Western Hummingbird Partnership

WHY HUMMINGBIRDS?

There are indications that at least some hummingbird populations are declining. Partners in Flight (PIF) has identified three of the 13 neotropical migrants that breed in the USA and Canada and over-winter in Mexico as Watch List Species—Costa’s (Calypte costae), Calliope (Stellula calliope), and Rufous (Selasphorus rufus)—and a fourth—Lucifer (Calothorax lucifer)—as a Stewardship Species (Rich et al 2004). Based upon data from the Breeding Bird Survey since the mid-1960s, Rufous Hummingbird has an estimated 63% population loss and is considered a common species in steep decline by both PIF (Berlanga et al. 2010) and Audubon (National Audubon 2008). The USFWS 2008 Birds of Conservation Concern also listed Costa’s, Calliope, Lucifer, and Rufous as well as Allen’s (Selasphorus sasin), Blue-throated (Lampornis clemenciae), and Buff-bellied (Amazilia yucatanensis); seven species in total nationally. In the recently released PIF Tri-national Vision, eight additional Mexican species are identified as species of high conservation concern in North America (Berlanga et al. 2010). They are Shortcrested Coquette (Lophornis brachylophus), Mexican Woodnymph (Thalurania ridgwayi), Blue-capped Hummingbird (Eupherusa cyanophrys), White-tailed Hummingbird (Eupherusa poliocerca), Mexican Sheartail (Doricha eliza), Emerald-chinned Hummingbird (Abeillia abeillei), Garnet-throated Hummingbird (Lamprolaima rhami), and Wine-throated Hummingbird (Atthis ellioti).

In PIF’s Tri-national Vision, the most steeply declining species in temperate forests are birds dependent on disturbed and early successional habitat. Managing a mosaic of age classes of forests, as well as maintaining natural disturbance regimes such as fire, will be necessary to reverse declines of many forest birds (Berlanga et al. 2010). Since hummingbirds depend upon a variety of age classes of forests for nesting and foraging, addressing their conservation needs could provide land managers with a way to develop the needed mosaics of forest age classes and do this with the valuable support of a diversity of conservation professionals and volunteers. Thus, the WHP can also contribute to an agency’s, a land manager’s, and/or a landowner’s ability to meet their greater goals/priorities for conservation of ecosystems in general.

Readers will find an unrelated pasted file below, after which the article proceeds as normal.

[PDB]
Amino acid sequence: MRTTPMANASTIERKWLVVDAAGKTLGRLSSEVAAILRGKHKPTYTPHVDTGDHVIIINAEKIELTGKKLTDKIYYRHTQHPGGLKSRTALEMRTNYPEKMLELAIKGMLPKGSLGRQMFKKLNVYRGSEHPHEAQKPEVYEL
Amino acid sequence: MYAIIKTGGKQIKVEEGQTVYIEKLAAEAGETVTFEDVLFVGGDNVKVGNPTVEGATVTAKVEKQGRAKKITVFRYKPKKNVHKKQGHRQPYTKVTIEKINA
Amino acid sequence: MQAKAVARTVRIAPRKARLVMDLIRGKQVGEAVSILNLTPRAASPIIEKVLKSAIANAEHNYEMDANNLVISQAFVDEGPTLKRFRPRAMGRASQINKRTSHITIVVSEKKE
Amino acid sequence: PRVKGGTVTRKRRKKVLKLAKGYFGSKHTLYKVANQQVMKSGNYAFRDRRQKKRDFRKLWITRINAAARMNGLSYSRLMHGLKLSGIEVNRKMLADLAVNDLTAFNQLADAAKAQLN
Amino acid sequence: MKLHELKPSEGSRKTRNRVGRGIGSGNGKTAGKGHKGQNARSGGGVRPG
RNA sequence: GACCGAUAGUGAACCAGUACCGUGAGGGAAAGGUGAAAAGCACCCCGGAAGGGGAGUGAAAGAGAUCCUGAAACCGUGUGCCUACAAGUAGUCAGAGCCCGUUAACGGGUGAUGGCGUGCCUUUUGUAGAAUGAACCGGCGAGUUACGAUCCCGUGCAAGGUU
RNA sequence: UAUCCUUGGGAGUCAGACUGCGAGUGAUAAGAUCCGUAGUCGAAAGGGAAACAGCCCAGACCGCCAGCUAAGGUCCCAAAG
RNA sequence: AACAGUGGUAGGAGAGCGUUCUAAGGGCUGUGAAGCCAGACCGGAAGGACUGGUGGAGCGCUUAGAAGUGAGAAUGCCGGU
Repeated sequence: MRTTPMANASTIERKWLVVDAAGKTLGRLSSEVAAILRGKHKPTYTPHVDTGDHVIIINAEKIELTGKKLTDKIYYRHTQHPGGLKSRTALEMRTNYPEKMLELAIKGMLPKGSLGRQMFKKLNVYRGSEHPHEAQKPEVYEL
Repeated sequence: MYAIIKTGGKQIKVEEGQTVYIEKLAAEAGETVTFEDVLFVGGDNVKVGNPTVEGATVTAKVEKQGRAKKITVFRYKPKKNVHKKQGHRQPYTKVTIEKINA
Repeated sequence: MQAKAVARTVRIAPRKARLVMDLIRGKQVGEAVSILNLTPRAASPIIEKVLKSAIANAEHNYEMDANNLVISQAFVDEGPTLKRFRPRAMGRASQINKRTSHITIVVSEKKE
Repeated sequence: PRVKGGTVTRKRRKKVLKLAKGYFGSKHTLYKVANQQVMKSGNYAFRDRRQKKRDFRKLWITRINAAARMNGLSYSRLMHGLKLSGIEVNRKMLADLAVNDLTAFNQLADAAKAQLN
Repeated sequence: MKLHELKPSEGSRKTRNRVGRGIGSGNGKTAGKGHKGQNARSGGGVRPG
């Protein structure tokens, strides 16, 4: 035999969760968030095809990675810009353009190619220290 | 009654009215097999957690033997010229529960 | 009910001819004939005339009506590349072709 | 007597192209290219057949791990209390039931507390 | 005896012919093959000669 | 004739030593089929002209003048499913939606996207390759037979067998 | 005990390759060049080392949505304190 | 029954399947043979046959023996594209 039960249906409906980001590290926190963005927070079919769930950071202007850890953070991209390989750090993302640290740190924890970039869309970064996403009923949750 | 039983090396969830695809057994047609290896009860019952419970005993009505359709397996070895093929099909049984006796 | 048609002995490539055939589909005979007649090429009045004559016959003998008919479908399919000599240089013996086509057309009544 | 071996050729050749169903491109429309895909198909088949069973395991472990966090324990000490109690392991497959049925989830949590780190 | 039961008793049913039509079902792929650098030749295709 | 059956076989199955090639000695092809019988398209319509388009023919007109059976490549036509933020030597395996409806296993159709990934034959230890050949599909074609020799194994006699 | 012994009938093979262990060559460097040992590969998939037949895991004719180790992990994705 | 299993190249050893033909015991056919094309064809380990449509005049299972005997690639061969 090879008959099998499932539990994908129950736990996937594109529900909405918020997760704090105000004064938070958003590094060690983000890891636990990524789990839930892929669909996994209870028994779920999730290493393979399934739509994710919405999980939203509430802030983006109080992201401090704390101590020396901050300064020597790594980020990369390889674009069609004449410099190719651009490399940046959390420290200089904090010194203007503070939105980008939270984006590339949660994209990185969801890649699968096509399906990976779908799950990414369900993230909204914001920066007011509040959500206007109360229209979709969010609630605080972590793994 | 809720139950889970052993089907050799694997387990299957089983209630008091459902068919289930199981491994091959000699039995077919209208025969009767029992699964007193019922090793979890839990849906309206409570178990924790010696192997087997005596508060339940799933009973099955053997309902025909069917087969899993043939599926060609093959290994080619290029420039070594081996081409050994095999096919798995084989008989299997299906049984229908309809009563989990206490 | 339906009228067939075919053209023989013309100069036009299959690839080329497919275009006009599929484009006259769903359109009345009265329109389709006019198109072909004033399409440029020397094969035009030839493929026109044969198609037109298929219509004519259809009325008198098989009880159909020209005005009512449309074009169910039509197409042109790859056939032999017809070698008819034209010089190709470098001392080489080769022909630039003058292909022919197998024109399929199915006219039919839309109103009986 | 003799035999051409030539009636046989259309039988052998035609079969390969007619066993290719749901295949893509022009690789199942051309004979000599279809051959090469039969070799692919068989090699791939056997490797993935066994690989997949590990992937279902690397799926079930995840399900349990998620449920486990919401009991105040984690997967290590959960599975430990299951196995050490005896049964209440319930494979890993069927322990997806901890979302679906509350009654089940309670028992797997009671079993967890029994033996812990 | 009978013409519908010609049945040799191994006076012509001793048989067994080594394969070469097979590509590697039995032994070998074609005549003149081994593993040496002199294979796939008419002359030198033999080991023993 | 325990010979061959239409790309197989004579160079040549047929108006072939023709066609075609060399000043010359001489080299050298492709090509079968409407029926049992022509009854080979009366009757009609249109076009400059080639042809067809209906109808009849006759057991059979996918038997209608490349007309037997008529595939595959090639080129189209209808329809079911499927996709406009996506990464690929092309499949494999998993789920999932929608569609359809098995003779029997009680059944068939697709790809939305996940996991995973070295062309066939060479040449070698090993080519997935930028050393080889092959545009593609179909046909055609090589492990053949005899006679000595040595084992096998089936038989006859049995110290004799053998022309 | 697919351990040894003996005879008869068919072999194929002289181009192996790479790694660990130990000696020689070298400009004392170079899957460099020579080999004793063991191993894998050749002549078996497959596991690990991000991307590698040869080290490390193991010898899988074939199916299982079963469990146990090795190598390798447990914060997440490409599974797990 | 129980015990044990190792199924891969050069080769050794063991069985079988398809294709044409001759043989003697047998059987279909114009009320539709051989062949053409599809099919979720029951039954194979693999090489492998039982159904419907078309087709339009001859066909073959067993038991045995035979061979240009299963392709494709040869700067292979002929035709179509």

REFERENCES

Berlanga, H., J. A. Kennedy, T. D. Rich, M. C. Arizmendi, C. J. Beardmore, P. J. Blancher, G. S. Butcher, A. R. Couturier, A. A. Dayer, D. W. Demarest, W. E. Easton, M. Gustafson, E. Iñigo-Elias, E. A. Krebs, A.O. Panjabi, V. Rodriguez Contreras, K. V. Rosenberg, J. M. Ruth, E. Santana Castellón, R. Ma. Vidal, T. C. Will. 2010. Saving Our Shared Birds: Partners in Flight Tri-National Vision for Landbird Conservation. Cornell Lab of Ornithology: Ithaca, NY

National Audubon [online]. The 2007 Audubon Watchlist. <http://web1.audubon.org/science/species/watchlist> (March 2008)

Rich T D, Beardmore C J, Berlanga H, Blancher P J, Bradstreet M S W, Butcher G S, Demarest D, Dunn E H, Hunter W C, Iñigo-Elias E, Kennedy J A, Martell A, Panjabi A, Pashley D N, Rosenberg KV, Rustay C,Wendt S and Will T. 2004. Partners In Flight North American Landbird Conservation Plan. Cornell Lab of Ornithology, Ithaca, NY.